In recent months, results from several different surveys have been released showing farming as one of the least appealing jobs in America. As someone who has lived on a farm all of her life and loved every moment of it, I was intrigued to look at what was behind these reports.
The most recent survey was by CareerCast where dairy farming appeared at #199 of 200, making it the second worst job in America, just before being a lumberjack. I’d take dairy farming any day over some other jobs higher on the list such as garbage collector at #160 or dishwasher at #193. However, when you look at the categories that were assessed which included income, work environment, stress, physical demands and hiring outlooks, it’s not surprising that dairy farming appeared where it did.
There’s no doubt that dairy farming (or regular farming, for that matter, which appeared at #179) is a tough job. No, the income isn’t high. Yes, it’s a dirty environment that can be stressful at times and requires a lot of physical activity. But talk to any farmer and he/she will tell you all of the benefits of the job and why he/she loves what they do.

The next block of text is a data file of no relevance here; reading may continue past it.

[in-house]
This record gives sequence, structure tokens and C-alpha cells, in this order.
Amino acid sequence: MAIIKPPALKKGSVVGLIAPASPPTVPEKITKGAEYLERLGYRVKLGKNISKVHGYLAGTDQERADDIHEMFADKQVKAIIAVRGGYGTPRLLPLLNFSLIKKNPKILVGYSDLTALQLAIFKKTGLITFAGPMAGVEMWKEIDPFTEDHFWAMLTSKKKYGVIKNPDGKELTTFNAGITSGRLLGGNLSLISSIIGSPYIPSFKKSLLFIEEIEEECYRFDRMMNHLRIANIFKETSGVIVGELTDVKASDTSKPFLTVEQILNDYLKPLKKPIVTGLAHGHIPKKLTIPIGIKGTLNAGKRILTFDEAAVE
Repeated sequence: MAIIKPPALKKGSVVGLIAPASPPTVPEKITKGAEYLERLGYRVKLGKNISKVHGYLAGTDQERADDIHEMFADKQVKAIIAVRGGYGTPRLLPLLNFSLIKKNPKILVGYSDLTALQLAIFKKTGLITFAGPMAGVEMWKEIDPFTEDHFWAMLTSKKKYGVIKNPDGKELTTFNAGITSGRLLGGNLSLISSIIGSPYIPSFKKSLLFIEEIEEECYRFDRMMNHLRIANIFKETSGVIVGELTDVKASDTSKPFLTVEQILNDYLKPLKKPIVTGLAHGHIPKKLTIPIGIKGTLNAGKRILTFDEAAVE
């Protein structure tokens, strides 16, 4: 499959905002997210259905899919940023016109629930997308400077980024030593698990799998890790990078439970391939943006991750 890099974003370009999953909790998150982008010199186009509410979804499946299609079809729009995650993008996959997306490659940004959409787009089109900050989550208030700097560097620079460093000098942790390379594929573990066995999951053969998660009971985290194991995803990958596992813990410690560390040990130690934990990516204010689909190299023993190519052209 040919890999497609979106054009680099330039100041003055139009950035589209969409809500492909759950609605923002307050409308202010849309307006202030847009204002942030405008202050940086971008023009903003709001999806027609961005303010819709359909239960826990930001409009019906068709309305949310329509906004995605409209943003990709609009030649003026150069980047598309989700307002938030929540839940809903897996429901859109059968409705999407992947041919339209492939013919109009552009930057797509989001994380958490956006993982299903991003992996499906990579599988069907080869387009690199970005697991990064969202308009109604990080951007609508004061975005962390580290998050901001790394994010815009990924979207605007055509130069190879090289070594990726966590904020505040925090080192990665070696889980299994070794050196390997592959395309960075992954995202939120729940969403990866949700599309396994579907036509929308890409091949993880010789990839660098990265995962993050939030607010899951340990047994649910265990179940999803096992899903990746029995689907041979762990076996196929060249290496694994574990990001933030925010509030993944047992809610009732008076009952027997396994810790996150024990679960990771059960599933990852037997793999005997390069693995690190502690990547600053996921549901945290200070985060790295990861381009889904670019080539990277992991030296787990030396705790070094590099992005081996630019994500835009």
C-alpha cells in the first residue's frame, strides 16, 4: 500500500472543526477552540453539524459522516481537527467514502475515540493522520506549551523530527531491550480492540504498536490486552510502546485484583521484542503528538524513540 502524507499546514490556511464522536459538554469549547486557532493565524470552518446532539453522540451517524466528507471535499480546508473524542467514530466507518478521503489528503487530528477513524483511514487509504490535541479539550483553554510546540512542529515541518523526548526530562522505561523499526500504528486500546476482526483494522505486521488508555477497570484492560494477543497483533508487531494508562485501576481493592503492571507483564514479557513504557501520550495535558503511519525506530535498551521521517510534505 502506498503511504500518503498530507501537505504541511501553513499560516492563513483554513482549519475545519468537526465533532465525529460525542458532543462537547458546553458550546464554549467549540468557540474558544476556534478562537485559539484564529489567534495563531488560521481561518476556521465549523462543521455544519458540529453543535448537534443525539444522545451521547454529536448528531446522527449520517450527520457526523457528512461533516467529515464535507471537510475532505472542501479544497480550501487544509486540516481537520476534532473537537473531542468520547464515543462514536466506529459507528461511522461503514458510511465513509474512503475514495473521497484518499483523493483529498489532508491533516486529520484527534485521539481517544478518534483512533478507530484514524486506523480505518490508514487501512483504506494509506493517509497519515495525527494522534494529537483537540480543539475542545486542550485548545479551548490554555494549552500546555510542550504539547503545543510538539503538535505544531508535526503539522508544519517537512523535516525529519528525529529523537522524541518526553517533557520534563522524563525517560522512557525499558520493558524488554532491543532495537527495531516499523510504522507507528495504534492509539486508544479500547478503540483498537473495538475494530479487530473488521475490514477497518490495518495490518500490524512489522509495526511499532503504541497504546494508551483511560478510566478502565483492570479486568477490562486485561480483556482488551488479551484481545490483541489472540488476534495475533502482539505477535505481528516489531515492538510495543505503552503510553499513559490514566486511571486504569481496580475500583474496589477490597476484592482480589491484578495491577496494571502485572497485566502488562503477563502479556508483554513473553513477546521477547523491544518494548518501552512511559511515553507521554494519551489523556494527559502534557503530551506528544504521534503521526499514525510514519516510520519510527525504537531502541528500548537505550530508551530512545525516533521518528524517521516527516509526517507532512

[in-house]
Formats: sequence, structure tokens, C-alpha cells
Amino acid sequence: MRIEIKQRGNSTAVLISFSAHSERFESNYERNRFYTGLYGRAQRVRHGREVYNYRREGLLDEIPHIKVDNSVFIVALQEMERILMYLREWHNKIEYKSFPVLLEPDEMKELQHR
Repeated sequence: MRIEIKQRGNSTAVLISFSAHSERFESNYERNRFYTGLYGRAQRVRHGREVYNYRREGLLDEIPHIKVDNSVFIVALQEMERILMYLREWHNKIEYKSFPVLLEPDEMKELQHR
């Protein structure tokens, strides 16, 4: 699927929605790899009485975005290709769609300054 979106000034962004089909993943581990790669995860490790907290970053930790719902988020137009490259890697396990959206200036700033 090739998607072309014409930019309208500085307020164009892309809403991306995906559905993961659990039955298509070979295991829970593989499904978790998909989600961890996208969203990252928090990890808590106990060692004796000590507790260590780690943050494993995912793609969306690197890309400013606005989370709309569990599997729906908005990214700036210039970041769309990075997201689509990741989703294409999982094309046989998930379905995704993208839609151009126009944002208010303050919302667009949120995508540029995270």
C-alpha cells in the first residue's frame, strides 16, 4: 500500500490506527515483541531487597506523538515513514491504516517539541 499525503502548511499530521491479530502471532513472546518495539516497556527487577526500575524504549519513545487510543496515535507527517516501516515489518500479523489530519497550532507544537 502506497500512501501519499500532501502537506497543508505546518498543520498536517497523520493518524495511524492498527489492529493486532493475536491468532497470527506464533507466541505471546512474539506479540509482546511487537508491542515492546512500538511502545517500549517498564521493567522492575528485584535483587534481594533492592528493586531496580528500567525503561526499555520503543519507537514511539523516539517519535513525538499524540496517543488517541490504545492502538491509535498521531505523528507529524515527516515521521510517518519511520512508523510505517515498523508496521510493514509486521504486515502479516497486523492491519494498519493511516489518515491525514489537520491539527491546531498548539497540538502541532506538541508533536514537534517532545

My husband loves to tell me that he’s “living the dream.” Why does he enjoy it? He likes being around animals, working with his hands and seeing the fruits of his labor pay off by being able to provide consumers with a safe, wholesome product. Of course, there are bad days when there is a sick cow to tend to, a broken silo unloader that won’t run or a sporadic rain shower that appears out of nowhere when hay is on the ground. No job is perfect, and there are positives and negatives to everything.
Still, there should be a job ranking survey that includes some of the non-quantitative categories like job satisfaction and fulfillment. My guess is that dairy farming might appear a lot higher on the list if items like these were taken into consideration. Farmers truly enjoy what they do and have one of the most important jobs of any on the list. After all, they provide us with food for nourishment.
Taking all of this into consideration, it’s not surprising that the general public’s attitude towards careers in agriculture is less than stellar. Farming and agriculture has gotten a bad rap for years. Parents of high schoolers are much more likely to push their child towards a career as a software engineer than a job in the agricultural industry. Yet, there are many careers in agriculture to satisfy a wide range of interests, from science and technology to business and communications.
No matter where you are or what you do, you can’t deny the impact that farmers have had in your life. Farming and careers in the agricultural industry offer tremendous opportunity for individuals that want fulfillment from a career, knowing that they are an essential part of our economy and the wellbeing of others.